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From a Childhood in Pioneer Valley

by Peter Campion


Each Friday night in the ice-show
she got those families to know
she was the stunner on the bill.

But they were weird. You’d never hear
their chatter pick apart her skill.
It was a skill that touched on fear.

Was like the way everyone knew
the whistle at the reactor blew
each Thursday at 3:00. But if they heard

it any other time, the blast
meant a disaster had occurred.
They’d need to find their families fast.

In her over-the-top rock song
construction workers toiled headlong
through the night to build the highways.

Then, bit by mechanical bit,
it all fell to industrial maze.
But in the silver suit that fit

like a skin on her body’s curves,
during her leaps and agile swerves
across the rink, she made the ice

the base for an action all her own.
Watching her lunging, circling slice
turn to the center for a lone

twirl, so fast she was just a ring
of swivelled silver, human spring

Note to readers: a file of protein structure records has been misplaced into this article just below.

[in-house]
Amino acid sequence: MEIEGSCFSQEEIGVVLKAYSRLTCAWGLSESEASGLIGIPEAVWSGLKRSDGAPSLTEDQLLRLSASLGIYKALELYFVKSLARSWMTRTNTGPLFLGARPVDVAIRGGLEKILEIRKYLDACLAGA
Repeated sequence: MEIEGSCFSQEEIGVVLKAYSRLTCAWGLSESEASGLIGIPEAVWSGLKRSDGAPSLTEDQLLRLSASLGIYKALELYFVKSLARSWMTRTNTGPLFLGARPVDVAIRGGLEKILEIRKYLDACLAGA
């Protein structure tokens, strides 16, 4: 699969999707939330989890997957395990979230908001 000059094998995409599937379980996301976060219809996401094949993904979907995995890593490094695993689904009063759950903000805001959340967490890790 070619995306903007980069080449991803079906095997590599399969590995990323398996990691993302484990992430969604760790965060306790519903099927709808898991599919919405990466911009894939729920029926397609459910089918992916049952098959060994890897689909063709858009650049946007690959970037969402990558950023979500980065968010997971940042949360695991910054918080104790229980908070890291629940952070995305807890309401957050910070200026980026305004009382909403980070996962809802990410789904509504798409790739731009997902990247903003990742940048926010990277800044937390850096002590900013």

of molten silver, you could feel

she’d cut the story from the song.
No one would guess where the real
story had gone. Unless in the throng

heading out to the parking lot
you were a sniffling girl. You thought
about the show. In the silence

you turned to stare from the back seat.
White ranch house, slag heap, chainlink fence
then aspen spooled above the street.

They seemed a film between the sky
and your reflected, webbed eye.
With a nauseous urgency

you guessed this was the time to settle
your future. You thought “I want to be
the woman who turns to liquid metal.”

 

Peter Campion is Jones Lecturer in Poetry at Stanford. His first book of poems, Other People, is forthcoming from The University of Chicago Press. His monograph on the painter Mitchell Johnson has been published by Terrence Rogers Fine Art. His poems and prose appear widely.


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